His initial test came back negative. "It takes three months for AIDS antibodies to come through. After six months I went for a test and it was positive: June 1, 1988:12.35, Wednesday afternoon. Sunny.
"I remember those details: 'Positive' ringing through my ears. The word trapped in my brain. I didn't hear a word that was said to me afterwards. I saw the back of my mother's head. My psyche wouldn't reveal a face as I imagined my father's words in my head saying - 'What have you done'."
Fried came out as a homosexual and revealed he was HIV-positive at the same time. "My family were supportive, but clandestine," he says. "Friends were supportive and worried."
At the time an off-Broadway dancer -"I never made it into Rent" - Fried remembers the show's director observing group support sessions and believes accounts used in the aforementioned musical come from what he said in those meetings.
He began his mission with the Alison Gertz Foundation for AIDS Education, before expanding his remit beyond New York.
Fried treated his condition solely through vitamins until three years ago, when he suddenly lost 14 pounds. He now takes three pharmaceutical drugs a day, as well as his course of 30 vitamins.
"I don't find belligerence, much more compassion and tolerance," says Fried on how people react to his condition. "The issue [of HIV] raises concern in the States. It's shocking the way HIV has been relegated as an issue since the mid-1990s; it's not talked about by people in the mainstream institutions, so people want as much info as they can get. As parents don't give advice on SRE to their kids they want it from me."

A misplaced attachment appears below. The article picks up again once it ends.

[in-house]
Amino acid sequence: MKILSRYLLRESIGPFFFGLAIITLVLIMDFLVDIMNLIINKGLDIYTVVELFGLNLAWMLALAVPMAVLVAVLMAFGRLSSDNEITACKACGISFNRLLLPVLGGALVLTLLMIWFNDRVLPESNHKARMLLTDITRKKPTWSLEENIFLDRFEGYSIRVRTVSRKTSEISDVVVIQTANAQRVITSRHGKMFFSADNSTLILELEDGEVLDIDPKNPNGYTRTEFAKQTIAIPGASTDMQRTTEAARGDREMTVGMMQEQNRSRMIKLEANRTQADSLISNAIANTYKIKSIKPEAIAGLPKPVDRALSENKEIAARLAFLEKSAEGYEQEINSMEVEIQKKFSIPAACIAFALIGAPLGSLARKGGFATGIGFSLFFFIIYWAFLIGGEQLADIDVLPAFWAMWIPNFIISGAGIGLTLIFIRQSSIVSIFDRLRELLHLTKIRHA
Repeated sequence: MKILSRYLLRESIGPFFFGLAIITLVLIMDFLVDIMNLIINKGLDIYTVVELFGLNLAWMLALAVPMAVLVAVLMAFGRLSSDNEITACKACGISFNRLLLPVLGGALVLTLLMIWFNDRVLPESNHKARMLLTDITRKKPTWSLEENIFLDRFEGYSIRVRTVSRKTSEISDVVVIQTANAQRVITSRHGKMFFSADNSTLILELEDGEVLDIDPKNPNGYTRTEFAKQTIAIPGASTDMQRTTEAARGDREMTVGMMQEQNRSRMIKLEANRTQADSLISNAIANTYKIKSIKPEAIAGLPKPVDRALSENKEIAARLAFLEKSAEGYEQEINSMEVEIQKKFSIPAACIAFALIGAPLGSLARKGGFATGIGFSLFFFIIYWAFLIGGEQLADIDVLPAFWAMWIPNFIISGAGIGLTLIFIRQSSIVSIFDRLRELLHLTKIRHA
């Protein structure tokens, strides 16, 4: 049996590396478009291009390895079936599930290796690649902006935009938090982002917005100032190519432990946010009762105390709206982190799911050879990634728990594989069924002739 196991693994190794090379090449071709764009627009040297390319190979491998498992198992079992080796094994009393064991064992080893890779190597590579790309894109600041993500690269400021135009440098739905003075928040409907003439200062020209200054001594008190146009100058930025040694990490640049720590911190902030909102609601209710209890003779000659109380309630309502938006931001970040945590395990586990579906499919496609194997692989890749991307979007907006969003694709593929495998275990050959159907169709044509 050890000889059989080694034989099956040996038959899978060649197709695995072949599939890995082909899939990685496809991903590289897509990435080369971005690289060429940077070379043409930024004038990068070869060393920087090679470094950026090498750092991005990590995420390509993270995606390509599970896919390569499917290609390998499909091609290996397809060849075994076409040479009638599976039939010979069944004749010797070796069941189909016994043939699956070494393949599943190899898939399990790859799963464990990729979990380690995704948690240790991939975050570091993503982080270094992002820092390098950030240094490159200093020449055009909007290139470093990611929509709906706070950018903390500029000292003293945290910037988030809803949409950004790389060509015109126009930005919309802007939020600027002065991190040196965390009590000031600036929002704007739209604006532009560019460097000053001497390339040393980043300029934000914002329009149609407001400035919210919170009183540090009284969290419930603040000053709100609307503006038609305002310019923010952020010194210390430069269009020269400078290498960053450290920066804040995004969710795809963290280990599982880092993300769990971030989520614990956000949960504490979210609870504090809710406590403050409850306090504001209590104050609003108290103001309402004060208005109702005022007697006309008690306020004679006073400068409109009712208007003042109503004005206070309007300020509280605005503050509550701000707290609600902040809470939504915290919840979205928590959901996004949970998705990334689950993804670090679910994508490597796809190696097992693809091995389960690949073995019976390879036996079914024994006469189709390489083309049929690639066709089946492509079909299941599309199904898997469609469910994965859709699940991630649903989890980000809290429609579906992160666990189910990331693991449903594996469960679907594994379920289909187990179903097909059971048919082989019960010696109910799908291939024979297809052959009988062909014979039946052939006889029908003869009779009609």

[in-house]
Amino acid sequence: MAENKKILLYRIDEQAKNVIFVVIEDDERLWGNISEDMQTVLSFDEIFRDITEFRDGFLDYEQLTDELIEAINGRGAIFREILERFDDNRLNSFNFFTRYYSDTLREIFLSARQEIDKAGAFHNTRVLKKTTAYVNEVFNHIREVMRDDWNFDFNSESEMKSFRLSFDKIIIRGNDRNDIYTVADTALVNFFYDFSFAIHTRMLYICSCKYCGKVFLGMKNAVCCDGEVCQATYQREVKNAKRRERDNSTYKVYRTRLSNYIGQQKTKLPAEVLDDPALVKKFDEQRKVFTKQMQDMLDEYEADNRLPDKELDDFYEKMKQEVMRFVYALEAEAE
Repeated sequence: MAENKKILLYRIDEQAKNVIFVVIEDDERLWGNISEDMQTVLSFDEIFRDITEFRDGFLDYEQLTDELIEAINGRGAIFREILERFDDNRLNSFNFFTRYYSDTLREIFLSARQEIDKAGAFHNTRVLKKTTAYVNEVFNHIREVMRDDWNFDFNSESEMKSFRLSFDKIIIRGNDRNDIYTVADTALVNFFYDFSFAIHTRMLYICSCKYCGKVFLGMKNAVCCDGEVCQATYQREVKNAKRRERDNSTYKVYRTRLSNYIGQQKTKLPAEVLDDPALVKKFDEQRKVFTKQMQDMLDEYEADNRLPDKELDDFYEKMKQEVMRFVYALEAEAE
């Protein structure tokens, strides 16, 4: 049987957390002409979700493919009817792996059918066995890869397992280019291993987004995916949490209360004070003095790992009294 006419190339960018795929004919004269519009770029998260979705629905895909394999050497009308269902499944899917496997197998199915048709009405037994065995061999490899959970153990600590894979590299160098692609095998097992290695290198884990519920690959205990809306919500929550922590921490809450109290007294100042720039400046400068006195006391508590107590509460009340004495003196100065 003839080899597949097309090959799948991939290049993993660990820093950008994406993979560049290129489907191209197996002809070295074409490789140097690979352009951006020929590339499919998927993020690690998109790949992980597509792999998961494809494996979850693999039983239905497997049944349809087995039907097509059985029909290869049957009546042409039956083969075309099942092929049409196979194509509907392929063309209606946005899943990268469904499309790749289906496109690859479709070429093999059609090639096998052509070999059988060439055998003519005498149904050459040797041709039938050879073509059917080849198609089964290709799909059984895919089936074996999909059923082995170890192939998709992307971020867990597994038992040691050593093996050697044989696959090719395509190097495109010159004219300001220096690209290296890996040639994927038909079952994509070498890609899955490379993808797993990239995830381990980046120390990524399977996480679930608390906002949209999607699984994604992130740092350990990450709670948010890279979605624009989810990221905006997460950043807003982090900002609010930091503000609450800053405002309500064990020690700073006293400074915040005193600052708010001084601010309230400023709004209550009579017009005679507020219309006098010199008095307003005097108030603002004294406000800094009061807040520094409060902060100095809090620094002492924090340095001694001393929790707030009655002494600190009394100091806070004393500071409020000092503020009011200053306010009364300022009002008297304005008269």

Fried spends most of his time lecturing in the U.S., a country he describes as having "a pretty miserable track record for teaching teens about comprehensive sexual heath".
He accepts that much of the debate about how to teach "sex education" concerns semantics.
"In America, we like to use the term 'comprehensive health education,' which would include both matters of sexuality and abstinence. I am not fond of the word compulsory as it has an unforgiving ring to it.
"Sex education should be offered, but not shoved down a teenager's throat," he add. "I do, however, believe that it's not solely the job of a school and teacher to deliver the information. It can be disseminated by a rabbi or priest, in a synagogue or church, extra-curricular after-school program, summer camp or volunteer mission."
"In this way, if and when compulsory sex education is removed from the schools due to political reasons, it won't have the same effect upon the teens as if the entire community was involved."
He is by no means a lone crusader, says Fried. "Others do what I do in America and people know about the epidemic. We had San Francisco in 1985 and Rent in 1988 - that was New York and my friends. "
And it's still the reality in 2010. "In the past seven months I?ve met four people who are newly infected, in their late 30s, all people who attended high school in the 80s, at the height of the epidemic."
Scott Fried is the author of three books: "A Private Midnight: A Teenager's Scrapbook of Secrets," "My Invisible Kingdom: Letters from the Secret Lives of Teens" and "If I Grow Up: Talking with Teens about AIDS, Love and Staying Alive."